Towards Lifelong Visual Localization and Mapping (PhD Defense)
Speaker: Hordur Johannsson, MIT CSAIL
Date: Thursday, January 31 2013
Time: 10:00AM to 11:30AM
Location: 32-G449 (Patil/Kiva)
Host: John Leonard, MIT CSAIL
Contact: John Leonard, email@example.com
Lifelong autonomy for mobile robotic systems requires algorithms that are robust and scale efficiently with time as sensor information is continually collected. For mobile robots one of the fundamental problems is navigation; which requires the robot to have a map of its environment, so it can plan its path and execute it. Having the robot use its perception sensor to do simultaneous localization and mapping
(SLAM) is beneficial for a fully autonomous system. Extending the time
horizon of operations poses problems to current SLAM algorithms, both in terms of robustness and temporal scalability. To address this problem we propose a reduced pose graph model that scales with the size of the environment instead of time. Additionally we develop a SLAM system using two different sensors modalities: imaging sonars for underwater navigation and vision based SLAM for terrestrial applications.
Underwater navigation is one application domain that benefits from SLAM, where access to a global positioning system (GPS) is not possible. In this thesis we present SLAM systems for two underwater applications. First, we describe our implementation of real-time imaging-sonar aided navigation applied to in-situ autonomous ship hull inspection using the hovering autonomous underwater vehicle (HAUV). In addition we present an architecture that enables the fusion of information of a sonar and a camera system. The system is evaluated on data collected during experiments on SS Curtiss and USCGC Seneca. Second, we develop a feature based navigation system supporting multi-session mapping and provide an algorithm for re-localizing the vehicle between missions. In addition we present a method for managing the complexity of the estimation problem as new information is received. The system is demonstrated using data collected with a REMUS vehicle equipped with a BlueView forward looking sonar.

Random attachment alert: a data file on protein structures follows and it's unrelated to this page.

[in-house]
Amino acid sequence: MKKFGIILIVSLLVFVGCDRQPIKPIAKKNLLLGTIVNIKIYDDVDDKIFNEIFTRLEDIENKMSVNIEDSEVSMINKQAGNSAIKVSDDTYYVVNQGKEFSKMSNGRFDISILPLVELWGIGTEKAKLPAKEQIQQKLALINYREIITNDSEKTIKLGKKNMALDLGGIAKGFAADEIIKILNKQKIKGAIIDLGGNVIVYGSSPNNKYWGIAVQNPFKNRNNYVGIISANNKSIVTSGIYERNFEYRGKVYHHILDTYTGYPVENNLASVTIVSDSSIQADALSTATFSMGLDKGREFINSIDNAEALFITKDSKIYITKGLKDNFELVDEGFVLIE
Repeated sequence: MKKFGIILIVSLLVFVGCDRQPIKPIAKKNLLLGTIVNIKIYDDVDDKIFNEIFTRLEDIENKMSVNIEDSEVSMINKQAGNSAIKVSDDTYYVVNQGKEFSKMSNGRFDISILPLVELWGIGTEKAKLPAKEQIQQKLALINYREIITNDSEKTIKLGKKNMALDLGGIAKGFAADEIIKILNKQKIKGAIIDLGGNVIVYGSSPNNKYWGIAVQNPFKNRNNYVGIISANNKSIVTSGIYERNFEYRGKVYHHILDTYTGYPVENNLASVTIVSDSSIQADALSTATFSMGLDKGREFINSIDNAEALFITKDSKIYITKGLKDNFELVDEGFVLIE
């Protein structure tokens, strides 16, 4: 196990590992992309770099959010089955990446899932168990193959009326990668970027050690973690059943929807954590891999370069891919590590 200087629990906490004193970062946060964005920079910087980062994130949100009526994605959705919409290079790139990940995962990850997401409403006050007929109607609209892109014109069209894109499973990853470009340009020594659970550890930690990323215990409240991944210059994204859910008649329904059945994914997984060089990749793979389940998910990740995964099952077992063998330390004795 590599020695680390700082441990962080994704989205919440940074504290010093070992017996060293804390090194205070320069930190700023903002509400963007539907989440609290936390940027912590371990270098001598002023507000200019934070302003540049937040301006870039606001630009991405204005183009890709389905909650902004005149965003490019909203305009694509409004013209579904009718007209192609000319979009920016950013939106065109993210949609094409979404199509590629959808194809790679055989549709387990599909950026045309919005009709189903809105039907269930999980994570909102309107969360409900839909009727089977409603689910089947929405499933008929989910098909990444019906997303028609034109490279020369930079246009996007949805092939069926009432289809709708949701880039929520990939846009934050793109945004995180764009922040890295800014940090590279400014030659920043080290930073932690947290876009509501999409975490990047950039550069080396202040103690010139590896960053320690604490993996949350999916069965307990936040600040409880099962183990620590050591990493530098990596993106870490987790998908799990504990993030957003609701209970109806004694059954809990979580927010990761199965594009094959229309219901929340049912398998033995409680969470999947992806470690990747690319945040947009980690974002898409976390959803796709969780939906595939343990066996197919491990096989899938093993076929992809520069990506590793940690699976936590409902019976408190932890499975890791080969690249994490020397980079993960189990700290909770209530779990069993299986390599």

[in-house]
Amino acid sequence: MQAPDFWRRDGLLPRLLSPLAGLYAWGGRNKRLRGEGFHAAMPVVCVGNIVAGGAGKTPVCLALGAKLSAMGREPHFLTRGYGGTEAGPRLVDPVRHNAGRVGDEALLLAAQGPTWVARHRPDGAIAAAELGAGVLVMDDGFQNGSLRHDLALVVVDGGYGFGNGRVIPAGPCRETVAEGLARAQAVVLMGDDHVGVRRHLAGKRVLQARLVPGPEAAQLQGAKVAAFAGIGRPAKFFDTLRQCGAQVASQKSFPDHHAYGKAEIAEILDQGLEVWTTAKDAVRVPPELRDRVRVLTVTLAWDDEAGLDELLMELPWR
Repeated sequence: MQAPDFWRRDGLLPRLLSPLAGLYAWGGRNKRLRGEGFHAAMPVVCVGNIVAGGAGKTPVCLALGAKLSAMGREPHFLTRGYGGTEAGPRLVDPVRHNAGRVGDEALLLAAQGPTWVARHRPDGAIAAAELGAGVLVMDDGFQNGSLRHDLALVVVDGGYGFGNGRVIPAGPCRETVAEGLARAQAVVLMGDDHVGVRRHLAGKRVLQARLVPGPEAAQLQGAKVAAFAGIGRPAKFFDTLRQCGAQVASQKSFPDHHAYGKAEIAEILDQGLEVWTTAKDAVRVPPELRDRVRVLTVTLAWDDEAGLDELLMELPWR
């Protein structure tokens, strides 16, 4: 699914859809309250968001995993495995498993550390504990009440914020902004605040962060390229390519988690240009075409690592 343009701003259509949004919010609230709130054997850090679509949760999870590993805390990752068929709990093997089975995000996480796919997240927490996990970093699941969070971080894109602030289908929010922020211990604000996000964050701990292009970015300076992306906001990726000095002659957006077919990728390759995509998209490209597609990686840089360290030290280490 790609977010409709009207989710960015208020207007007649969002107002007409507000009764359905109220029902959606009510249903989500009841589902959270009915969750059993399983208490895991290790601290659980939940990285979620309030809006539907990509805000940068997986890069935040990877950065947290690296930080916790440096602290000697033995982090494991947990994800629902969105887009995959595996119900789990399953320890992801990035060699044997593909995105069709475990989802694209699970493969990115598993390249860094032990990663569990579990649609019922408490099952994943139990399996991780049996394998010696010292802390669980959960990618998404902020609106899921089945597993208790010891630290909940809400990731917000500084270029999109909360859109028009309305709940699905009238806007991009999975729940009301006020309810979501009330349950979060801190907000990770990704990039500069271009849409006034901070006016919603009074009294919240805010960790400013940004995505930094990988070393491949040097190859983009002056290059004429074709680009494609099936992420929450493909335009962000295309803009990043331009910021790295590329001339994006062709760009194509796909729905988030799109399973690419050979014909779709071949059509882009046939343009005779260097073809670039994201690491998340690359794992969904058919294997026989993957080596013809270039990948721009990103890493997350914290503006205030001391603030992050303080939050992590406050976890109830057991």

The model we use for mapping builds on the pose graph representation which has been shown to be an efficient and accurate approach to SLAM. One of the problems with the pose graph formulation is that the state space continuously grows as more information is acquired. To address this problem we propose the reduced pose graph (RPG) model which partitions the space to be mapped and uses these partitions to reduce the number of poses used for the estimation. To evaluate our approach, we present results using an online binocular and RGB-D visual SLAM system that uses place recognition for both robustness and multi-session operations. Additionally, to enable large-scale indoor mapping, our system automatically detects elevator rides based on accelerometer data. We demonstrate long-term mapping using
approximately nine hours of data collected in the Stata Center over
the course of six months. Ground truth, derived by aligning laser scans to existing floor plans, is used to evaluate the global accuracy of the system. Our results illustrate the capability of our visual SLAM system to scale in size with the area of exploration instead of the time of exploration.
See other events happening in January 2013